Editorial: Trump takes place in history

  • The U.S. Capitol looms over a stage during a rehearsal of the President-elect Donald Trump's swearing-in ceremony, Sunday, Jan. 15, 2017, in Washington. (AP Photo/Patrick Semansky)

Published: 1/19/2017 10:00:03 PM

Inaugural speeches are meant to frame the times, to offer hope, and to serve as a guide to the challenges we’re certain to face. More often, though, they’re better understood through the lens of history.

Today, we’ll witness the peaceful transition of power that has been a hallmark of our democracy since Washington’s inaugural speech well over two centuries ago. With President Trump’s inaugural address will also come ideals and promises that we won’t be able to fully measure until the day he leaves office, and beyond.

Still, we’ll listen to his words through the limits of our modern imaginations, and we’ll wait for history to take its course. In the meantime, we’ve gone through the inaugural archives to offer bits and pieces of addresses from key moments in American history.

George Washington, April 30, 1789: “No people can be bound to acknowledge and adore the Invisible Hand which conducts the affairs of men more than those of the United States. Every step by which they have advanced to the character of an independent nation seems to have been distinguished by some token of providential agency.”

Thomas Jefferson, March 4, 1802: “And let us reflect that, having banished from our land that religious intolerance under which mankind so long bled and suffered, we have yet gained little if we countenance a political intolerance as despotic, as wicked, and capable of as bitter and bloody persecutions.”

Abraham Lincoln, March 4, 1861: “I have no purpose, directly or indirectly, to interfere with the institution of slavery in the States where it exists. I believe I have no lawful right to do so, and I have no inclination to do so.”

Franklin Delano Roosevelt, March 4, 1933: “Happiness lies not in the mere possession of money; it lies in the joy of achievement, in the thrill of creative effort. The joy and moral stimulation of work no longer must be forgotten in the mad chase of evanescent profits. These dark days will be worth all they cost us if they teach us that our true destiny is not to be ministered unto but to minister to ourselves and to our fellow men.”

John F. Kennedy, Jan. 20, 1961: “To those peoples in the huts and villages across the globe struggling to break the bonds of mass misery, we pledge our best efforts to help them help themselves, for whatever period is required – not because the Communists may be doing it, not because we seek their votes, but because it is right. If a free society cannot help the many who are poor, it cannot save the few who are rich.”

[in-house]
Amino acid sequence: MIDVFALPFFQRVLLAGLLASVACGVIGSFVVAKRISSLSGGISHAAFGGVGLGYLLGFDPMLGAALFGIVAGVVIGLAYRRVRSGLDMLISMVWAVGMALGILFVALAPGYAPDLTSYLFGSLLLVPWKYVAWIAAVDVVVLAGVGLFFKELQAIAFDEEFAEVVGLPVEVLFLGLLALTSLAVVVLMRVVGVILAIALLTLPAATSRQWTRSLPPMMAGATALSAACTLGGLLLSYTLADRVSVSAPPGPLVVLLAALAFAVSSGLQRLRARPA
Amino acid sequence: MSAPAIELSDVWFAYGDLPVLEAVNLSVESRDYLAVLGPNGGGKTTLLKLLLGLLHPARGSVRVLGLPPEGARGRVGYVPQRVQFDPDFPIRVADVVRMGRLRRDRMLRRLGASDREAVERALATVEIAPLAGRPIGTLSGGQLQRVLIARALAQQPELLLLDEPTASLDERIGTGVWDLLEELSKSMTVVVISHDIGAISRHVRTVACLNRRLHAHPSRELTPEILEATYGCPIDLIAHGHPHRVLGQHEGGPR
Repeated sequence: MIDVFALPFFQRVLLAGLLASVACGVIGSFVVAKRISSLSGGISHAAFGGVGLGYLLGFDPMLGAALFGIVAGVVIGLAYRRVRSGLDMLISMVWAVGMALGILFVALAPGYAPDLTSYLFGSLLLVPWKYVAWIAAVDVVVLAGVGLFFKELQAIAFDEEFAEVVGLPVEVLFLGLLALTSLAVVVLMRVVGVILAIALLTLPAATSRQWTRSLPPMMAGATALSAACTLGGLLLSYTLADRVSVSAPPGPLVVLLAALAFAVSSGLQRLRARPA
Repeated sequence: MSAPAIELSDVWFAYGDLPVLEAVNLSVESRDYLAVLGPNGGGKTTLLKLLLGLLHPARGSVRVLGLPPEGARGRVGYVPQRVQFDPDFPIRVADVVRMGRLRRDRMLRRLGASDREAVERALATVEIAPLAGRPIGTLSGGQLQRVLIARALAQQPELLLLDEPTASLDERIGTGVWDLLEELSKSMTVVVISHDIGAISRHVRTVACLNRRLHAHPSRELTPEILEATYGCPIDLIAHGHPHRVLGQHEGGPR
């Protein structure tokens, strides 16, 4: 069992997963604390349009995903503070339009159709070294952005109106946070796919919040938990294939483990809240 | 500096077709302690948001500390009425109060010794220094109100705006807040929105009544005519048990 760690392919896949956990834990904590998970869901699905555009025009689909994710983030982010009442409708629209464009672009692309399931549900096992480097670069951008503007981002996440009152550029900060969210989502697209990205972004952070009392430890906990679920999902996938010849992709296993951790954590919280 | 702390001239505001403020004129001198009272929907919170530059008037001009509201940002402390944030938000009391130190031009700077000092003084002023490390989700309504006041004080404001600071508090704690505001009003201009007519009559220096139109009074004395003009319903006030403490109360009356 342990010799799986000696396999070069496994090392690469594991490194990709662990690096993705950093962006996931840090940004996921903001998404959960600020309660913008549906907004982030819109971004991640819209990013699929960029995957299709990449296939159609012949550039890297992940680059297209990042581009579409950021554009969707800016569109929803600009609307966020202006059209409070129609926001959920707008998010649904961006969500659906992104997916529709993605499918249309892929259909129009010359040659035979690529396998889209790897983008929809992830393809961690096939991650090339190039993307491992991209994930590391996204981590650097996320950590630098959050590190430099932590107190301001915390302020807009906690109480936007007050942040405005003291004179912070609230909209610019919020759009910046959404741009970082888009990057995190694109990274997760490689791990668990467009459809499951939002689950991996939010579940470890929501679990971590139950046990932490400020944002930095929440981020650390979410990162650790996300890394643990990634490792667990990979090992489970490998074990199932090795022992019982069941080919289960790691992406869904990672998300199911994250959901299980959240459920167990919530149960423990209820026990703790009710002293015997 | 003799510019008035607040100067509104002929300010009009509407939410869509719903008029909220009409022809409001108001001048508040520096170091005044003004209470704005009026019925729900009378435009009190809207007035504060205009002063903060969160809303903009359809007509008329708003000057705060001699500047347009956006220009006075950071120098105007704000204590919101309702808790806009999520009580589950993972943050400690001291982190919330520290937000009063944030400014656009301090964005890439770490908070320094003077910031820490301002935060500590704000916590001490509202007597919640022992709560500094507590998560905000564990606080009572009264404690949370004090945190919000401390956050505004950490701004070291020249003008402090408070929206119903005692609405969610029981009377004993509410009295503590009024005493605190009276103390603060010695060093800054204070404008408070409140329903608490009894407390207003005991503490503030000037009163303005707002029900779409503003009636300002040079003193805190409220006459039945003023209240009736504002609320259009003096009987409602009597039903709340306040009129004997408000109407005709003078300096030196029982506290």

Richard Nixon: Jan. 20, 1969: “In these difficult years, America has suffered from a fever of words; from inflated rhetoric that promises more than it can deliver; from angry rhetoric that fans discontents into hatreds; from bombastic rhetoric that postures instead of persuading. We cannot learn from one another until we stop shouting at one another – until we speak quietly enough so that our words can be heard as well as our voices.”

Ronald Reagan: Jan. 20, 1981: “We shall reflect the compassion that is so much a part of your makeup. How can we love our country and not love our countrymen, and loving them, reach out a hand when they fall, heal them when they are sick, and provide opportunities to make them self-sufficient so they will be equal in fact and not just in theory?”

Bill Clinton, Jan. 20, 1993: “Communications and commerce are global; investment is mobile; technology is almost magical; and ambition for a better life is now universal. We earn our livelihood in peaceful competition with people all across the earth. Profound and powerful forces are shaking and remaking our world, and the urgent question of our time is whether we can make change our friend and not our enemy.”

George W. Bush, Jan. 20, 2001: “Together, we will reclaim America’s schools, before ignorance and apathy claim more young lives; we will reform Social Security and Medicare, sparing our children from struggles we have the power to prevent; we will reduce taxes, to recover the momentum of our economy and reward the effort and enterprise of working Americans; we will build our defenses beyond challenge, lest weakness invite challenge; and we will confront weapons of mass destruction, so that a new century is spared new horrors.”

Barack Obama, Jan. 20, 2009: “Our workers are no less productive than when this crisis began. Our minds are no less inventive, our goods and services no less needed than they were last week or last month or last year. Our capacity remains undiminished. But our time of standing pat, of protecting narrow interests and putting off unpleasant decisions – that time has surely passed. Starting today, we must pick ourselves up, dust ourselves off, and begin again the work of remaking America.”




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